The Senate version of the Republicans’ tax plan, the Tax Cuts and Jobs Act, moved one step closer to becoming a reality on Tuesday when the Senate Budget Committee approved the bill.
Of interest to those who operate in the housing industry, the Senate version of the tax reform bill will keep the current mortgage interest deduction cap at $1 million, but has drawn fire from the housing industry for doubling the standard deduction, which some housing experts say could make the mortgage interest deduction less attractive.
This is different from the version of the bill that recently passed in the House of Representatives. The House version would would slash the MID in half to just $500,000. The House passed its tax reform bill a couple weeks ago, moving it to the Senate.
The Senate version of the bill passed out of the Senate Finance Committee before the Thanksgiving holiday, but as Politico notes, the Budget Committee was required to pass the bill to allow the bill to be approved by a simple majority.
The Senate budget panel was required to green-light the tax bill because Republicans are using a budget maneuver that would allow them to pass the bill with only 51 votes. Under those procedural rules, the committee could not substantially change the legislation before it heads for a full floor vote.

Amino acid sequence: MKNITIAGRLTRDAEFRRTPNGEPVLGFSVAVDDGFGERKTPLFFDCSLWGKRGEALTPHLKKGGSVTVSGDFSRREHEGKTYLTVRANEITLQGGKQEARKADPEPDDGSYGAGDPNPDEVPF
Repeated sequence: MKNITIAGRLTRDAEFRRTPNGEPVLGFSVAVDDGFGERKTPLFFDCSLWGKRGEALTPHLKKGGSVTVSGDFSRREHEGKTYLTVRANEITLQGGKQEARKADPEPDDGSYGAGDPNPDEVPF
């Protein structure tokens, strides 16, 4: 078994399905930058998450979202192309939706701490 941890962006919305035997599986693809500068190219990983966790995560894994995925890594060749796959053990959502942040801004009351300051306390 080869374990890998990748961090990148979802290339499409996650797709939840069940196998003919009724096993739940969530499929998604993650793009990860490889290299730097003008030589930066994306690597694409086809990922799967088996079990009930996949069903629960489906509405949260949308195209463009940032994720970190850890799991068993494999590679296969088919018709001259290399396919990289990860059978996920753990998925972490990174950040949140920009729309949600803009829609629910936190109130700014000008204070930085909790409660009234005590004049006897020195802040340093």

The White House celebrated the Budget Committee’s vote.
“President Donald J. Trump applauds the Senate Budget Committee on taking an important step toward passing historic tax relief and reform and clearing the Tax Cuts and Jobs Act this afternoon,” White House Press Secretary Sarah Huckabee Sanders said Tuesday in a statement.
“The momentum driving our shared priorities of job growth, economic competiveness, and fiscal responsibility through tax reform is undeniable, and this Administration is encouraged by the progress the Senate has made toward achieving these priorities,” Sanders continued. “The President looks forward to providing tax cuts for hardworking Americans by the end of the year.”
Now, the bill likely moves to a full Senate vote.
As analysts from Keefe, Bruyette & Woods noted earlier this week, the likelihood of the bill passing in the Senate is significant.
“We think the recent negative tone in the press about the difficulty in passing a tax bill has been overdone,” KBW equity researchers Brian Gardner and Michael Michaud wrote. “We acknowledge that there are some political hurdles but we do not see any of them as unresolvable and we continue to handicap the prospects for passing some form of tax legislation at around 70-75%.”